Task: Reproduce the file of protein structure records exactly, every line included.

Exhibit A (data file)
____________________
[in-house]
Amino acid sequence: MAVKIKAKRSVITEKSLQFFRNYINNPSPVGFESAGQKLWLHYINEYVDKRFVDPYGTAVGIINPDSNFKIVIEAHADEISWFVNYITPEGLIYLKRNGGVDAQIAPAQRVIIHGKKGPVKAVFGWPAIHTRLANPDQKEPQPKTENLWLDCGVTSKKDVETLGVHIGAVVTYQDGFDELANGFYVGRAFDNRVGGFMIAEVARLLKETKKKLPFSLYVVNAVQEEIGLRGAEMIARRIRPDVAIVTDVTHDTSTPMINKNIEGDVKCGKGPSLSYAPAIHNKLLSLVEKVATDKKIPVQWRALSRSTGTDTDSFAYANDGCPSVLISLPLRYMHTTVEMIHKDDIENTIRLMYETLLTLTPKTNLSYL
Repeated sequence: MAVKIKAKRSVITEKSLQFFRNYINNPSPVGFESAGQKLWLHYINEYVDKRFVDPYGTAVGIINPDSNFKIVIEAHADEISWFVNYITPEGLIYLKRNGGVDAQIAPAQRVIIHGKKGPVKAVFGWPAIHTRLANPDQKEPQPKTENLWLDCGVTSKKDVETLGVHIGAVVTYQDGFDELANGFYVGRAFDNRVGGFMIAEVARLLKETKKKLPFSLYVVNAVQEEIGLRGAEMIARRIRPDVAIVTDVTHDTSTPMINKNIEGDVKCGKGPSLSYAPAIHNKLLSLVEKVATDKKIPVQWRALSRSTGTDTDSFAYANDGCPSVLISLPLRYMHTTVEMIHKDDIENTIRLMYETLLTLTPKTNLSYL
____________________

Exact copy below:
[in-house]
Amino acid sequence: MAVKIKAKRSVITEKSLQFFRNYINNPSPVGFESAGQKLWLHYINEYVDKRFVDPYGTAVGIINPDSNFKIVIEAHADEISWFVNYITPEGLIYLKRNGGVDAQIAPAQRVIIHGKKGPVKAVFGWPAIHTRLANPDQKEPQPKTENLWLDCGVTSKKDVETLGVHIGAVVTYQDGFDELANGFYVGRAFDNRVGGFMIAEVARLLKETKKKLPFSLYVVNAVQEEIGLRGAEMIARRIRPDVAIVTDVTHDTSTPMINKNIEGDVKCGKGPSLSYAPAIHNKLLSLVEKVATDKKIPVQWRALSRSTGTDTDSFAYANDGCPSVLISLPLRYMHTTVEMIHKDDIENTIRLMYETLLTLTPKTNLSYL
Repeated sequence: MAVKIKAKRSVITEKSLQFFRNYINNPSPVGFESAGQKLWLHYINEYVDKRFVDPYGTAVGIINPDSNFKIVIEAHADEISWFVNYITPEGLIYLKRNGGVDAQIAPAQRVIIHGKKGPVKAVFGWPAIHTRLANPDQKEPQPKTENLWLDCGVTSKKDVETLGVHIGAVVTYQDGFDELANGFYVGRAFDNRVGGFMIAEVARLLKETKKKLPFSLYVVNAVQEEIGLRGAEMIARRIRPDVAIVTDVTHDTSTPMINKNIEGDVKCGKGPSLSYAPAIHNKLLSLVEKVATDKKIPVQWRALSRSTGTDTDSFAYANDGCPSVLISLPLRYMHTTVEMIHKDDIENTIRLMYETLLTLTPKTNLSYL